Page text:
Objective: This study was conducted to update national estimates of the economic burden of undiagnosed diabetes, prediabetes, and gestational diabetes mellitus (GDM) in the United States for year 2017 and provide state-level estimates. Combined with published estimates for diagnosed diabetes, these updated statistics provide a detailed picture of the economic costs associated with elevated blood glucose levels.
Research design and methods: This study estimated medical expenditures exceeding levels occurring in the absence of diabetes or prediabetes and the indirect economic burden associated with reduced labor force participation and productivity. Data sources analyzed included Optum medical claims for ∼5.8 million commercially insured patients continuously enrolled from 2013 to 2015, Medicare Standard Analytical Files containing medical claims for ∼2.8 million Medicare patients in 2014, and the 2014 Nationwide Inpatient Sample containing ∼7.1 million discharge records. Other data sources were the U.S. Census Bureau, Centers for Disease Control and Prevention, and Centers for Medicare & Medicaid Services.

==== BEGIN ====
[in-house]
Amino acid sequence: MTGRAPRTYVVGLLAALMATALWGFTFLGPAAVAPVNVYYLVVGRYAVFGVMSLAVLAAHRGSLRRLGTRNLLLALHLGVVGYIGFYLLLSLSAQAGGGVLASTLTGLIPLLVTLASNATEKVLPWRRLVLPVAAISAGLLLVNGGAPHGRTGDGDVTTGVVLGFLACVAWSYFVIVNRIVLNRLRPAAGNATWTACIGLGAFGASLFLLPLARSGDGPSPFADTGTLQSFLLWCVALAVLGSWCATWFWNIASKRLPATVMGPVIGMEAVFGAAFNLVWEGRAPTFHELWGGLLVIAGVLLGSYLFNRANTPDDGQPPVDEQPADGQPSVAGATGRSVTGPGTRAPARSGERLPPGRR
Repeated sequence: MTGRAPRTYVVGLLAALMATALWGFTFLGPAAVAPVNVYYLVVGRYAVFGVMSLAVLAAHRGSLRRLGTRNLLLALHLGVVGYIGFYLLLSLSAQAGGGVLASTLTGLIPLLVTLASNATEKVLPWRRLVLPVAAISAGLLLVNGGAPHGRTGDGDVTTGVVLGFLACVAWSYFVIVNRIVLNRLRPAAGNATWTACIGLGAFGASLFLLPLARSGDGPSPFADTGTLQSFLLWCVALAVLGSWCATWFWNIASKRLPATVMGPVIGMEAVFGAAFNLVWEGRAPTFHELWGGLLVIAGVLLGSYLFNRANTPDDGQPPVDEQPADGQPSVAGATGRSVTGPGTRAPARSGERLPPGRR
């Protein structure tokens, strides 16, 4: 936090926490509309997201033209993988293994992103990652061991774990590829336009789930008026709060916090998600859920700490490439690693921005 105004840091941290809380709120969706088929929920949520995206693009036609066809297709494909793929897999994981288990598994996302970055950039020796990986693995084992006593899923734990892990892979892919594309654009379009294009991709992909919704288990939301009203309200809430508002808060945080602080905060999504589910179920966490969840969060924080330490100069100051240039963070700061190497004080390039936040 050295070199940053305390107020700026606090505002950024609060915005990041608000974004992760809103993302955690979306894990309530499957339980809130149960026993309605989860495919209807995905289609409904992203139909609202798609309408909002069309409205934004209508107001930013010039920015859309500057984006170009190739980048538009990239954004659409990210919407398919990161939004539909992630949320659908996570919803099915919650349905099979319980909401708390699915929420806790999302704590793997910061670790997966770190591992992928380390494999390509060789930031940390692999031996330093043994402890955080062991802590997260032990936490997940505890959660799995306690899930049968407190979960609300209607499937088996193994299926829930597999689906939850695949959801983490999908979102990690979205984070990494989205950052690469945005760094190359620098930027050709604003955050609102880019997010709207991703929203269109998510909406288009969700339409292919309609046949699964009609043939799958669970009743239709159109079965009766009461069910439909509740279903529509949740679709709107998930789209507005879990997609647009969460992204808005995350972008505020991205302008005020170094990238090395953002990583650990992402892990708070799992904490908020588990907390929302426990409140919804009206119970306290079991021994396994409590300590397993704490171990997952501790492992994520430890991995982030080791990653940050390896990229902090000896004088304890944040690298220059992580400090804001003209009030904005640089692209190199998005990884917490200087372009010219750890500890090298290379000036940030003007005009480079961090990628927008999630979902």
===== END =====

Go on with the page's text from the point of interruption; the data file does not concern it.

Results: The economic burden associated with diagnosed diabetes (all ages), undiagnosed diabetes and prediabetes (adults), and GDM (mothers and newborns) reached nearly $404 billion in 2017, consisting of $327.2 billion for diagnosed diabetes, $31.7 billion for undiagnosed diabetes, $43.4 billion for prediabetes, and nearly $1.6 billion for GDM. Combined, this amounted to an economic burden of $1,240 for each American in 2017. Annual burden per case averaged $13,240 for diagnosed diabetes, $5,800 for GDM, $4,250 for undiagnosed diabetes, and $500 for prediabetes.
Conclusions: Updated statistics underscore the importance of reducing the burden of prediabetes and diabetes through better detection, prevention, and treatment.
© 2019 by the American Diabetes Association.